On some of the notable musicians who contributed to "Traces":

Steve: "I always wanted to work with Josh Freese on drums, so he played on 'No Erasin''; he played on 'Sunshine's Gray'. I love Vinnie Colaiuta. He's got a relentless pocket, so he played on a lot of the music. Since I'm a drummer, I have a little bit of a propensity to lean toward great drummers. I wrote them all with some people and some alone. John 5 and I wrote 'Sunshine's Gray'. He came up with the title, which I loved."

On building a studio in which to record the album:

Steve: "I've always wanted to have a full-fledged, absolute, qualified, loaded studio, so I built a great room. I kind of patterned it after some of my favorite rooms, especially Motown. It's got a great drum room. We'd go in there — we'd start at 10 in the morning, and we'd stop around 6 or 7 every day."

On knowing when songs are "done":

Steve: "You can keep on polishing the varnish off of anything or the paint off of everything, especially now with Pro Tools. The trick is to know when it feels great, so what I tried to do, I started these songs with lots of loops to write them with, or even clicks. Then I turned around and put real musicians on them. Those real musicians brought such a unique feel and pocket to it, [and] that became the template to keep reaching for more of that. Once a foundation, I think, of a drum pocket and a rhythm section is established, you know what does and doesn't fit in an overdub sense. It will tell you, 'That works' or 'That don't work.' It's not rocket science if you listen, if you pay attention."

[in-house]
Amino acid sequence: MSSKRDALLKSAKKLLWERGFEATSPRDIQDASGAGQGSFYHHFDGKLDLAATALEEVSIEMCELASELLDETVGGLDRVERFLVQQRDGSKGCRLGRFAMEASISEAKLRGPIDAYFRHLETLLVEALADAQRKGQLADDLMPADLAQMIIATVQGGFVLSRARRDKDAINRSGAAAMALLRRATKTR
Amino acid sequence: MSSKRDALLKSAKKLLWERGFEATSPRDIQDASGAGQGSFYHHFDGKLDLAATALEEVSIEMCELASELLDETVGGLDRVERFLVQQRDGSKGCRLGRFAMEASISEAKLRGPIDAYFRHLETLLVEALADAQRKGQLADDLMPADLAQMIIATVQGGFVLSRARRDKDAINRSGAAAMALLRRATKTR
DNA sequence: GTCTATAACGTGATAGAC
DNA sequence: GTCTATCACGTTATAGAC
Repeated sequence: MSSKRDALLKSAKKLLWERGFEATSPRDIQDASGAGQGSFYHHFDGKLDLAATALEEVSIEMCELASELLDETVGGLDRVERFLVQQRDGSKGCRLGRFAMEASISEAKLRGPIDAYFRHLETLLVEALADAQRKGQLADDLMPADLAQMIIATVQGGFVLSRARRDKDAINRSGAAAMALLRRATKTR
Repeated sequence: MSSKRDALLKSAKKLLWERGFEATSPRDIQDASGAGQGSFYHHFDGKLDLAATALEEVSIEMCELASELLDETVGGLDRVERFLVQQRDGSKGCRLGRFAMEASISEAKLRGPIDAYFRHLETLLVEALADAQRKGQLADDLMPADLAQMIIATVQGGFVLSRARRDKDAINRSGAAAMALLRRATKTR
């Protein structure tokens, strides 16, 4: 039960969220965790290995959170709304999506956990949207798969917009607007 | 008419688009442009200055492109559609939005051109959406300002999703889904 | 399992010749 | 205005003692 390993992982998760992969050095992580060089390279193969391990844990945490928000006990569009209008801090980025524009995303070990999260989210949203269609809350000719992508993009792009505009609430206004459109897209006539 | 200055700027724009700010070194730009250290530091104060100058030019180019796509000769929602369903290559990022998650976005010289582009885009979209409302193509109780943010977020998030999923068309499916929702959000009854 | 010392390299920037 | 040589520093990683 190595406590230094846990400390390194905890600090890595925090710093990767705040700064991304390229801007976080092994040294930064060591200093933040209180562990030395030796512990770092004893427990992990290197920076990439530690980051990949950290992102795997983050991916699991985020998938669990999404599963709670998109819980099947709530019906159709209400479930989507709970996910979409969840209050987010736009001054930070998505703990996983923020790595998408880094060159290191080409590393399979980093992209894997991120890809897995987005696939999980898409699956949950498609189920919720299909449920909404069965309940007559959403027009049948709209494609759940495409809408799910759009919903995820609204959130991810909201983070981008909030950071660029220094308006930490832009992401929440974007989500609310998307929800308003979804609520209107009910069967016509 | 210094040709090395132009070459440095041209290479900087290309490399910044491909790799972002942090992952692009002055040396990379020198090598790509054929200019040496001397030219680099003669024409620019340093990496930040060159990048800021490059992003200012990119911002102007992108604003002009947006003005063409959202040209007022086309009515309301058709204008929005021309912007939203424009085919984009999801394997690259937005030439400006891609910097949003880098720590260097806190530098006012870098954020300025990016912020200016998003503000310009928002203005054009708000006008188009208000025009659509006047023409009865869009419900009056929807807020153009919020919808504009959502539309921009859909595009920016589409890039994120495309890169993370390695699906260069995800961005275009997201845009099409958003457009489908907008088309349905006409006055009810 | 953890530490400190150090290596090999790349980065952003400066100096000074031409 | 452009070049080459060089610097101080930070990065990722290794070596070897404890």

On whether he plans to tour:

Steve: "I'm talking about that with some people right now, but right now, my biggest emotional commitment is to the idea that it took a long time for me to just find my love for music again, and write music that I'm passionate about and sing music that I'm passionate about. There were moments in the studio where we would be working up a track or working on a mix, and I would actually get goosebumps on my arm. I'd say, 'I can't get that anywhere else but here.' I realized I must have found my love for this again, because it's resonating with me again."

On what he'd like to say to his fans:

Steve: "I don't know if words would cover it. It's a little overwhelming, the response, in a wonderful way. I just don't even know how to put it into words. I know this is going to sound really naïve, but I really did let it go to the point where I didn't even pay attention. I had to let it go to walk away from it. I had to really turn my back on it all so I could leave. Now, it's becoming clear to me that I guess they never left me."

"Traces", Perry's first solo album in more than two decades, will be released on October 5 via Fantasy Records (a division of Concord Records/UMG).

"Traces" marks Perry's first solo album since 1994's "For The Love Of Strange Medicine", which was certified gold in the U.S. for sales in excess of half a million copies.

Perry's final full concert with JOURNEY took place in early 1987. He later rejoined his bandmates for a brief performance in 1991 to honor late concert promoter Bill Graham. He also appeared with JOURNEY when they received a star on the Hollywood Walk Of Fame in 2005.

Photo credit: Myriam Santos